The objective of this paper is to propose a new method for determining characteristic stress and to establish a constitutive equation for damage evolution of sandstone from an energetic standpoint. The cyclic loadingunloading triaxial compression tests which were implemented with confining pressures of 5, 10, 20, and 30 MPa revealed that the energy evolution corresponded to the damage deformation of rock specimens, and the energy transformation could describe crack closure, initiation, growth, and coalescence under the loading process. Furthermore, the parameter of energy proportion was defined. Taking the DE proportion as an example, it was divided into five stages corresponding to the five stages of the whole stressstrain curve. The EPM for determining characteristic stress was proposed and was used to determine the characteristic stress of sandstone during the cyclic loadingunloading triaxial compression tests. The results showed that, with the confining pressure increase, the σ_{cc} decreased, while the σ_{ci} and the σ_{cd} increased; under different confining pressures, the σ_{cc}/σ_{p} decreased, the σ_{cd}/σ_{p} was about 40%, and the σ_{cd}/σ_{p} was about 70% because the distribution proportion of energy in rock specimens almost was unchanged with different confining pressures. Also, the results were verified by LSM and VSM: for the difference of characteristic stress, the results determined by LSM and VSM were larger than those by ERM, while they were in the acceptable error range; for the ratio of characteristic stress to peak stress, the trend of σ_{cc}/σ_{p} determined by LSM was similar to that by ERM, the σ_{ci}/σ_{p} was still about 40% determined by LSM, and the σ_{cd}/σ_{p} was still about 70% determined by VSM.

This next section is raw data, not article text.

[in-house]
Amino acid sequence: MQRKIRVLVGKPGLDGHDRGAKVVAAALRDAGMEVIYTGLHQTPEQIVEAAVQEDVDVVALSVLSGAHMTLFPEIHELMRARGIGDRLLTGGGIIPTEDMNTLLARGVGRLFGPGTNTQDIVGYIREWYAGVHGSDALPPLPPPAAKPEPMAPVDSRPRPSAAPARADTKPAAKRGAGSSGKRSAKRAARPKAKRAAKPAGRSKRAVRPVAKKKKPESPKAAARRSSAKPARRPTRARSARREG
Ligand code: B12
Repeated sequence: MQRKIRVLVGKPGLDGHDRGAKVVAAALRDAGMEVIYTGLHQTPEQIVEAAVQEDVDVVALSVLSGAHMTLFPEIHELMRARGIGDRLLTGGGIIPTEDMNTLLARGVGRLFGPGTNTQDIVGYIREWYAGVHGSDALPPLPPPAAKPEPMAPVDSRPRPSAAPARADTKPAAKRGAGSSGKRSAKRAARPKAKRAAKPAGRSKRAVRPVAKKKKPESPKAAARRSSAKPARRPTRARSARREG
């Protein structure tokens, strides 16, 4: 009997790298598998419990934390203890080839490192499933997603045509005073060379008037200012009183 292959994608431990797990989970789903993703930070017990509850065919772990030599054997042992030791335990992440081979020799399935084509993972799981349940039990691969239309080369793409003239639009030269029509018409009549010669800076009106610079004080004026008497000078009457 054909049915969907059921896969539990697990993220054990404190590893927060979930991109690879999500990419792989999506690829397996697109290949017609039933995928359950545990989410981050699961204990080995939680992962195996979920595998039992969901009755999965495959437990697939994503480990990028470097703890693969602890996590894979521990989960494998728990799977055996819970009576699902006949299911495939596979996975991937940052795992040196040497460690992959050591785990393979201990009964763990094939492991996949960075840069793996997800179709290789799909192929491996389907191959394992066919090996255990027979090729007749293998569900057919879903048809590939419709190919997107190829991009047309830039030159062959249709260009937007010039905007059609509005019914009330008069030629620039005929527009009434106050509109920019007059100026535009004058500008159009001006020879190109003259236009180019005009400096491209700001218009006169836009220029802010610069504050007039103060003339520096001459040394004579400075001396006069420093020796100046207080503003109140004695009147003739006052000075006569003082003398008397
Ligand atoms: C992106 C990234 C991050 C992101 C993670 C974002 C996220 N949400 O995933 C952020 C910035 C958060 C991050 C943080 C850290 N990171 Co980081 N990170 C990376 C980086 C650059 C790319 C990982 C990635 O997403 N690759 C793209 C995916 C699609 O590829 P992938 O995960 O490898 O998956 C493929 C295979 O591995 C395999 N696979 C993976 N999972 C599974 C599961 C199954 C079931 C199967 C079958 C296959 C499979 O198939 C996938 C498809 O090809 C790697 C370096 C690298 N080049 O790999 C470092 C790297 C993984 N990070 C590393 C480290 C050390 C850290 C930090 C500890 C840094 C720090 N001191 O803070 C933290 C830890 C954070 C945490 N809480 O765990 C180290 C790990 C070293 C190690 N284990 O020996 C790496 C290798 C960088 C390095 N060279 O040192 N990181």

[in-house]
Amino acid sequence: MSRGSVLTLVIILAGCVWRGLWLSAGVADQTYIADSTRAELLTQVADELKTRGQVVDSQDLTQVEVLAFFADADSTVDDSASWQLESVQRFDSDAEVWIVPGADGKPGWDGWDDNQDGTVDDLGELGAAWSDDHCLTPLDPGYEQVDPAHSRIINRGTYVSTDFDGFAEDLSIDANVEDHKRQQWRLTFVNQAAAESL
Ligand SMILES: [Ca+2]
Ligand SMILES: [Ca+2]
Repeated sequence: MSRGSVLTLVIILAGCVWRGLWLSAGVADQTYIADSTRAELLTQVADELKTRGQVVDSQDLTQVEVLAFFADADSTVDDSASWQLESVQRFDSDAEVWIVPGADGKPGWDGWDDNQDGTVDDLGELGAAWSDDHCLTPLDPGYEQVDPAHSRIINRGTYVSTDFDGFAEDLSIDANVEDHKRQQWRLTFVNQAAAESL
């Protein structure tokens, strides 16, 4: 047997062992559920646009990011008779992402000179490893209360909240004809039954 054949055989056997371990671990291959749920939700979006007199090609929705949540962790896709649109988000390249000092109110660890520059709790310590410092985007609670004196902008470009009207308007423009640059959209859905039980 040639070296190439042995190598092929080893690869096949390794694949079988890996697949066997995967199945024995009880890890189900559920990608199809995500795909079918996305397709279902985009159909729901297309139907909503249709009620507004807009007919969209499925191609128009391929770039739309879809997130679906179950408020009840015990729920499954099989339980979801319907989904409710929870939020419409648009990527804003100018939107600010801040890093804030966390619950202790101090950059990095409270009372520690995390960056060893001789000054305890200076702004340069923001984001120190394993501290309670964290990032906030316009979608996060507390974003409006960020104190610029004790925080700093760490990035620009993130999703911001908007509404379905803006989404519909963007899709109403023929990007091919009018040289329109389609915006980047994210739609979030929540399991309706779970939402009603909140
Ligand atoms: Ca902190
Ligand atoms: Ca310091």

Based on the analysis of material parameter evolution, the relationship between elastic modulus and DE proportion was defined. The DE proportions fitted under confining pressures, and the fitting function and parameters had certain significance. Furthermore, the equation of damage evolution based on energy proportion was established. According to the five stages of DE proportion evolution, the theoretical curve and experimental curve of the damage evolution equation were compared, and then the rationality of the damage constitutive theory established by DE proportion evolution was verified.
Data Availability
The data used to support the findings of this study are available from the corresponding author upon request.
Conflicts of Interest
The authors declare that they have no conflicts of interest.
Acknowledgments
This study was supported by the National Natural Science Foundation of China (nos. 50904071 and 51274207).